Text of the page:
Spare Parts

by Rina Bell Bileski

Last week I entered the Bone on Bone club. I already belong to the Hearing Aides club, and the Denture Association. How I wish I was a car; the mechanic replace an axle or a tire, and that’s all there is to it. Rehabilitation, therapy, or muscle strengthening, will be of no need. Imagine the money and the anxiety we could spare. Apropos parts, wouldn’t it be easier for husbands to trade an older model for a younger version? Spousal maintenance, lawyer’s fees, assets hiding, will all become things of the past.

When the unavoidable knee replacement can no longer be ignored, I will regret my divorce. I should have looked for a replacement. For me, a husband was good for zipping up my dress. I failed to predict the future, nobody to drive me to the hospital. I need to hire a short term husband.

Don’t you admire physicians: “you are not seventeen any longer!”

Thank you, Doctor, you made me feel a whole lot better! Such an encouragement could either contribute to a miraculous recovery, keeping you away, or deeply sink my self-esteem.

Physicians’ bedside manners take a back seat to the courteous touch of those targeting every person who reaches the magic age of sixty. Hearing aides, senior residential centers, geriatric clinics, all ready to extend a helping hand for a handsome fee.

Quite often I used to receive a lunch invitation from a rebuttable financial advisory firm. They promised to enhance my estate, perhaps double it overnight. They also wanted to revise my living will. In other words, they wanted to control my portfolio.

If this all came to life, will I still be among the living? One thing was clear, they wanted  my money whether I was dead or alive. They barked up the wrong tree, and wasted precious time and efforts. Wouldn’t it be terrific if they discovered treasures I have not been aware of?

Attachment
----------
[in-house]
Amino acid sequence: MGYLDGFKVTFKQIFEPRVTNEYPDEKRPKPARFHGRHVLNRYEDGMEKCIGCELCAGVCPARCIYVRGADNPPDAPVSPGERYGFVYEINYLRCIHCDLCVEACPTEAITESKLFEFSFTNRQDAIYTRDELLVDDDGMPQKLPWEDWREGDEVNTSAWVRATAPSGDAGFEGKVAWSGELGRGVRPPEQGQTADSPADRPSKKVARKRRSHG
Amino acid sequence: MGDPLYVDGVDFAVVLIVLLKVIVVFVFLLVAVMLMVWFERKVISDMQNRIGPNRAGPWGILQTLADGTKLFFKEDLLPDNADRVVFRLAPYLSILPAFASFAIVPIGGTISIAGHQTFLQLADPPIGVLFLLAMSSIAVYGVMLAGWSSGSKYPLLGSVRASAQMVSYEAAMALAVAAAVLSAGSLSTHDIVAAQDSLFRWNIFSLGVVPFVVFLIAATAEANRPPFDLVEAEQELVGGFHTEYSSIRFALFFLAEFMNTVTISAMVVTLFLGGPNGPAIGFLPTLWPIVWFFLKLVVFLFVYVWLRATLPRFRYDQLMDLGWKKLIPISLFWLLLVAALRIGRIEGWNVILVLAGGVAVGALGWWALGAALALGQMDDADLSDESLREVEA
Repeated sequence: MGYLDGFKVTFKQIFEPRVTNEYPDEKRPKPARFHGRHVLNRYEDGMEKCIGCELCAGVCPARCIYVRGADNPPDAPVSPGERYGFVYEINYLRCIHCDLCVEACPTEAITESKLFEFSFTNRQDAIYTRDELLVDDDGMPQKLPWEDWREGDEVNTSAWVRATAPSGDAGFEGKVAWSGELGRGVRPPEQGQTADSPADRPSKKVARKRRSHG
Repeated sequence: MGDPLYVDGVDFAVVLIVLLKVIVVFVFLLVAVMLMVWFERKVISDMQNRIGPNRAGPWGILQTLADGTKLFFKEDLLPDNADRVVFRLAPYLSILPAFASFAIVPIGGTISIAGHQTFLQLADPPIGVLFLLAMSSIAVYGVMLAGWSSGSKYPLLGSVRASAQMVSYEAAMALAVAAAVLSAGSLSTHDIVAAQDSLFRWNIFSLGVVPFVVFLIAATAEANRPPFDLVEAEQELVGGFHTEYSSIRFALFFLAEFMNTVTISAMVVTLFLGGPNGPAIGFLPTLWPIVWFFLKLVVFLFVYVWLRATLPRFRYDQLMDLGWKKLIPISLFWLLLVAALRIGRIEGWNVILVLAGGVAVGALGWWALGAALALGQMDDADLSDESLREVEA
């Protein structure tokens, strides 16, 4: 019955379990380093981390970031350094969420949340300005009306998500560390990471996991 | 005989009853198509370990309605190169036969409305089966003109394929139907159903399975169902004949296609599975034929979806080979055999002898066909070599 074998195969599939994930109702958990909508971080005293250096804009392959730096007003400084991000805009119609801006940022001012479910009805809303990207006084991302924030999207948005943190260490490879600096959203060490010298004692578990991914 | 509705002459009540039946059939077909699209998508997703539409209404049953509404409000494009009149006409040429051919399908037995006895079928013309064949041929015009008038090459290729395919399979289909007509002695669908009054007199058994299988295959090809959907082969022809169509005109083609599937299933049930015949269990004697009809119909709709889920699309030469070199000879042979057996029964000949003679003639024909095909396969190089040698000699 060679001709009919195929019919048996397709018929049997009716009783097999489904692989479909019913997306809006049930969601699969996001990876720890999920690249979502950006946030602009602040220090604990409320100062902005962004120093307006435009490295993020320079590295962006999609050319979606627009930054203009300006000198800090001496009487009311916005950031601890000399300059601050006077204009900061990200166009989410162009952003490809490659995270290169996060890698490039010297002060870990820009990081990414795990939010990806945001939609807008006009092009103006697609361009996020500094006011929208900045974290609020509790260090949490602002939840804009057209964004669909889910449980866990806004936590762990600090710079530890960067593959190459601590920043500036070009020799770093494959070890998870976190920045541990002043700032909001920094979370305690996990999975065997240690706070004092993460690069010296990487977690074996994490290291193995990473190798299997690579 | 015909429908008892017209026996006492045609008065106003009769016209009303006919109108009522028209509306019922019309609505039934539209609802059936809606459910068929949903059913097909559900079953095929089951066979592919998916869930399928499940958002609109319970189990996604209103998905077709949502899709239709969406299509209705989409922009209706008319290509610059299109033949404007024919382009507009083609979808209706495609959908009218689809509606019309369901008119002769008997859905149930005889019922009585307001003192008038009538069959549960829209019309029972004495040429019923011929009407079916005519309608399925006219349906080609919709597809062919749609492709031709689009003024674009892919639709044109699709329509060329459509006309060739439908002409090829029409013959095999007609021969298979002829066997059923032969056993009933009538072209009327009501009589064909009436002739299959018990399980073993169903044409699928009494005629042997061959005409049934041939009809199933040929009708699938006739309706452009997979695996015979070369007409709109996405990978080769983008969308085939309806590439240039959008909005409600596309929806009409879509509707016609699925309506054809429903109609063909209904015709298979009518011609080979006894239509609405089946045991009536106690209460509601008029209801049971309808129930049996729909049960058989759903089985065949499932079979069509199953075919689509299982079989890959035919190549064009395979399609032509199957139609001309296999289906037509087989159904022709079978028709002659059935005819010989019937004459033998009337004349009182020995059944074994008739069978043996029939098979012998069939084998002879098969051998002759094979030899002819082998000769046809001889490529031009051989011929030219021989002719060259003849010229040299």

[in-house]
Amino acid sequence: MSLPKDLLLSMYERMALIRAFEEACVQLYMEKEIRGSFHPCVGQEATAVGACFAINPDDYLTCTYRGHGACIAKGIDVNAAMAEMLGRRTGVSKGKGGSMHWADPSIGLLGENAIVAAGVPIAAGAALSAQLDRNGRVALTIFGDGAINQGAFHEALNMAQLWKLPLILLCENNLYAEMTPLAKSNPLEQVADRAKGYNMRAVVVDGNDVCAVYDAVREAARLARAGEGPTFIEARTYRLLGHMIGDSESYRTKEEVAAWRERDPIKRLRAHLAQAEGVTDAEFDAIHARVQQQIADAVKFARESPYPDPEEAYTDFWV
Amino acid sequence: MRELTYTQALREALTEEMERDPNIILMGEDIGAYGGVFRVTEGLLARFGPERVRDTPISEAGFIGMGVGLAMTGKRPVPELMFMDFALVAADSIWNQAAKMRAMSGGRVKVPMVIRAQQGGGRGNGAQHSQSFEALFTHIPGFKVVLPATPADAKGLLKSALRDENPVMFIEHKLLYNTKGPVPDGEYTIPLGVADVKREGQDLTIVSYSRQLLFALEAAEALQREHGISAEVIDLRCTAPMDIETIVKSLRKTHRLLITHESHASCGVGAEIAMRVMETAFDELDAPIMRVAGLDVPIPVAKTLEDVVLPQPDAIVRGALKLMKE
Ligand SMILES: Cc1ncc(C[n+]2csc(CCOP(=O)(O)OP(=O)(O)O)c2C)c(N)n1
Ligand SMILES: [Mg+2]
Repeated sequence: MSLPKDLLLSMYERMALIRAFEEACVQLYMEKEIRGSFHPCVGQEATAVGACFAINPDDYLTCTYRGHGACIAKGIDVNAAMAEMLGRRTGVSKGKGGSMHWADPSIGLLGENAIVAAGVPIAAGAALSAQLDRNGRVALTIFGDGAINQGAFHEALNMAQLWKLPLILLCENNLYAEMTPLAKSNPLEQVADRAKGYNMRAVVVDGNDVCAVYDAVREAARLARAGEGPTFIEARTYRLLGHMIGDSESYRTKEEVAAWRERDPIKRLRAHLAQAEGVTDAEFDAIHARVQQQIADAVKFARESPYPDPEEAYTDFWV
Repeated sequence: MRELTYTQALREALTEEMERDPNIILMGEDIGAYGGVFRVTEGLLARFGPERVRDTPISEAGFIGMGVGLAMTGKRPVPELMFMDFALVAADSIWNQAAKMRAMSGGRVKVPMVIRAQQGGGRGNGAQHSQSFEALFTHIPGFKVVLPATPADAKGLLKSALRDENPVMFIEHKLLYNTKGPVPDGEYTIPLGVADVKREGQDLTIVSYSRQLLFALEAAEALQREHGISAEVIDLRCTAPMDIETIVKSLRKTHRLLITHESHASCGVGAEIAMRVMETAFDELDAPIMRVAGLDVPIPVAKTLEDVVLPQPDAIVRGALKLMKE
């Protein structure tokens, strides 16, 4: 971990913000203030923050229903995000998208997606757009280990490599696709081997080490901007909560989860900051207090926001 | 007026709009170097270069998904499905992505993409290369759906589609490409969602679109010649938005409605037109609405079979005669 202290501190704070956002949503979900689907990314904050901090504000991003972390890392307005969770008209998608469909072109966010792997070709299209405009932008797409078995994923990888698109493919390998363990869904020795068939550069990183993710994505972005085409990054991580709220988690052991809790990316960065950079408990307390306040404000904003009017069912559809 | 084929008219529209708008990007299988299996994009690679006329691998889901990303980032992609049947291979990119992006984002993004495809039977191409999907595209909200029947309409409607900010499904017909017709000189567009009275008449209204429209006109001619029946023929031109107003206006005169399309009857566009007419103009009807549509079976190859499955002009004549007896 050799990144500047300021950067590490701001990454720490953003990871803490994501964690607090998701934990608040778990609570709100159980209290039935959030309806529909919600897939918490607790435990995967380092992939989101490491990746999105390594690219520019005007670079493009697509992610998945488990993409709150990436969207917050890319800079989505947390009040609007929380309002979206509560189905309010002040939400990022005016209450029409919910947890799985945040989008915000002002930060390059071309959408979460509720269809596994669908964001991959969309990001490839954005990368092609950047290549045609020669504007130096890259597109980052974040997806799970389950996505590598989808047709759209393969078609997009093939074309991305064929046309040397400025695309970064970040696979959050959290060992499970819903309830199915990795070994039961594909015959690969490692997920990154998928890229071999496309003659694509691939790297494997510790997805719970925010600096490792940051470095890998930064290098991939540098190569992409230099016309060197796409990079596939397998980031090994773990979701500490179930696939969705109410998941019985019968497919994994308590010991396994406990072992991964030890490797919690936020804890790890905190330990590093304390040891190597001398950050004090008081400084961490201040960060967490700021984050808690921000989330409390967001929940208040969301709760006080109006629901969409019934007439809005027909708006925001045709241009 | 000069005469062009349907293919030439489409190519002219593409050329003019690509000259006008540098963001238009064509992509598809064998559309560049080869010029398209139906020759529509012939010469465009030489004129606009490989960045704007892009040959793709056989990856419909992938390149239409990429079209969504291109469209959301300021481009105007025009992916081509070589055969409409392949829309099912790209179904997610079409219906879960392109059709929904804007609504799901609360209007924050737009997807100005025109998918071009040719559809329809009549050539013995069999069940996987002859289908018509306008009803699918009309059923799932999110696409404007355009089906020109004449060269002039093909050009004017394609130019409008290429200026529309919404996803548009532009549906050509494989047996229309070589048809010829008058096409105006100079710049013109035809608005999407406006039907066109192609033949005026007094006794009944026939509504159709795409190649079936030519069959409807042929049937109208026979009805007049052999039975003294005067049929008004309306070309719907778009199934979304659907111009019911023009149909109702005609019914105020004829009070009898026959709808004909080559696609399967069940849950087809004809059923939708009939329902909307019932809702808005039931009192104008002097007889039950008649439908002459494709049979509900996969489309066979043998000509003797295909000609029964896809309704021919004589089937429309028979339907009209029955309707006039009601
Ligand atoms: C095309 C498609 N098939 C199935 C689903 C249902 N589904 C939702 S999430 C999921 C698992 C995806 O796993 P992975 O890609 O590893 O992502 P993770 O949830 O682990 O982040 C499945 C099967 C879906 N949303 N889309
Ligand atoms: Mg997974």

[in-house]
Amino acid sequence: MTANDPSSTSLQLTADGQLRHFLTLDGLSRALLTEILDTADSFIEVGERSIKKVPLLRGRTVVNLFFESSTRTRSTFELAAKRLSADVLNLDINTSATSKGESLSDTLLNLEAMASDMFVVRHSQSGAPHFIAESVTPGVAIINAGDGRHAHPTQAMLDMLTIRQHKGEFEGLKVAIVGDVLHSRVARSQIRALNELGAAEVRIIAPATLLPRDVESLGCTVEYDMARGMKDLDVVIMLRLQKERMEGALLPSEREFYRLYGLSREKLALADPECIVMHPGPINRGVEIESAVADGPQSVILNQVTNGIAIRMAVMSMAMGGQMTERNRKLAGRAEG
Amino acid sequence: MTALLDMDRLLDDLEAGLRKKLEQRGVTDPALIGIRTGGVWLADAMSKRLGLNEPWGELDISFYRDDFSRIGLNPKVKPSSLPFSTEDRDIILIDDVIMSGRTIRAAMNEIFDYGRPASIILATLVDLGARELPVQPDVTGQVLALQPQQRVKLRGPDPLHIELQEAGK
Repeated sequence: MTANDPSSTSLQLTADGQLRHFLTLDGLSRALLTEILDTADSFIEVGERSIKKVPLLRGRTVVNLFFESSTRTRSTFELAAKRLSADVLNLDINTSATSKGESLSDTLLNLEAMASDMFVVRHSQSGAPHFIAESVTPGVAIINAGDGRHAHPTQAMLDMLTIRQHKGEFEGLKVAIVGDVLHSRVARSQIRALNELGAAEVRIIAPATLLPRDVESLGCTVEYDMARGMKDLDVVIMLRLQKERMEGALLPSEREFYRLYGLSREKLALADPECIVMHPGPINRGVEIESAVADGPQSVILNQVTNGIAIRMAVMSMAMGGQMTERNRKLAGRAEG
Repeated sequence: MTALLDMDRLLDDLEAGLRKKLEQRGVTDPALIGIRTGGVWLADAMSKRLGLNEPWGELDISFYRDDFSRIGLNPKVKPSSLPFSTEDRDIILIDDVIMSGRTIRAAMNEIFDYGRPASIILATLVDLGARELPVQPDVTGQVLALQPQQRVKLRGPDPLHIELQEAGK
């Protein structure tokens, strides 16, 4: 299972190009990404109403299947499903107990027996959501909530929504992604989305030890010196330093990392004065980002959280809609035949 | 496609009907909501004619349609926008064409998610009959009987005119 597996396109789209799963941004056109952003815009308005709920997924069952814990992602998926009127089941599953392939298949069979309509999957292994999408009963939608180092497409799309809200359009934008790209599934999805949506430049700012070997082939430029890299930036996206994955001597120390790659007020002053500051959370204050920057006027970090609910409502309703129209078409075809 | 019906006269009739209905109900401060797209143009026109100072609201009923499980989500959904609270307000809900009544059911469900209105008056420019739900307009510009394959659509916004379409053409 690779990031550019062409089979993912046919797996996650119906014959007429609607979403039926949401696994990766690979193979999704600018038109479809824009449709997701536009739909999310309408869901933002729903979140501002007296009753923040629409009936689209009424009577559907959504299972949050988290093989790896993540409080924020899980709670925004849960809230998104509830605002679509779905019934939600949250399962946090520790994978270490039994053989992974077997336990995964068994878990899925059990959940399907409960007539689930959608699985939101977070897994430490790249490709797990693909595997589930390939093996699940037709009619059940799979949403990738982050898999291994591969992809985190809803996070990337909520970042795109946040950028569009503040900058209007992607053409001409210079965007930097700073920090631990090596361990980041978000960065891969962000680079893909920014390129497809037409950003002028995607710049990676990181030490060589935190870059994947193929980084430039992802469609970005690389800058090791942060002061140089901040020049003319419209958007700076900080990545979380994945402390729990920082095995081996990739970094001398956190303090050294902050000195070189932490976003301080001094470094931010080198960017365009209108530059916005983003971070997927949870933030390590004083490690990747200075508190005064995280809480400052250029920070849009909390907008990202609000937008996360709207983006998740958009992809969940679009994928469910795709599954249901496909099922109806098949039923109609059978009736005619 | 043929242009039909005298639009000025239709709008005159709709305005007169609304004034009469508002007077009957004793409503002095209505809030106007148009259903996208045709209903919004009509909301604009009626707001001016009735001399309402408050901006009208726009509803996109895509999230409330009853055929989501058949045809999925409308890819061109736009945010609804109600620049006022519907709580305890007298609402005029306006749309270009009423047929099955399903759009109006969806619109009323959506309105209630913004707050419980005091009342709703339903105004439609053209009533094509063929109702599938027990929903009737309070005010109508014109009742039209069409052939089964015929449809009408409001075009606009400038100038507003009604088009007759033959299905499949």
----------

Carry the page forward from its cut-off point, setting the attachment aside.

But they pointed out an important fact; my days were numbered, I was deteriorating rapidly, practically crippled. I concluded that I was valuable as far as my dollars went; the more squeezed out of me, the better.

Last, but by all means not least, came the final station. Cremation facilities, funeral homes, burial lots, thay were so tempting: cuddly coffins inviting us in for the rest of our death, gorgeous urns, into which our ashes would be funneled. All my life I have tried to shrink my size, I never thought that I could be fitted so easy into a tiny vase.

I have a great idea; design an exclusive website depicting a complete funeral service, from start to finish. Take us on a visual tour. Please don’t forget to highlight all the mortician’s preparations, and the elaborate make up artistry. At our age we might look better dead than alive.

Before you finish me off, I suggest you conduct a thorough research. Jewish tradition does not favor cremations and open caskets. Personally, I hope to be buried in Israel, my country of origin. “Dust to dust”, as mentioned in the Holy Book, so the purchase of fancy boxes is not necessary.

Death has never been treated as a profitable venue. It took me long time to believe, let alone comprehend, the commercial exploitation of the departed. The only item paid for in Israel is the headstone, which unlike the United States, cost substantially lower.

A word of advice from a little old lady: Beware, your cremation parlor might be torched, and its ashes shipped back in one of your magnificent urns found in your display room.                                      

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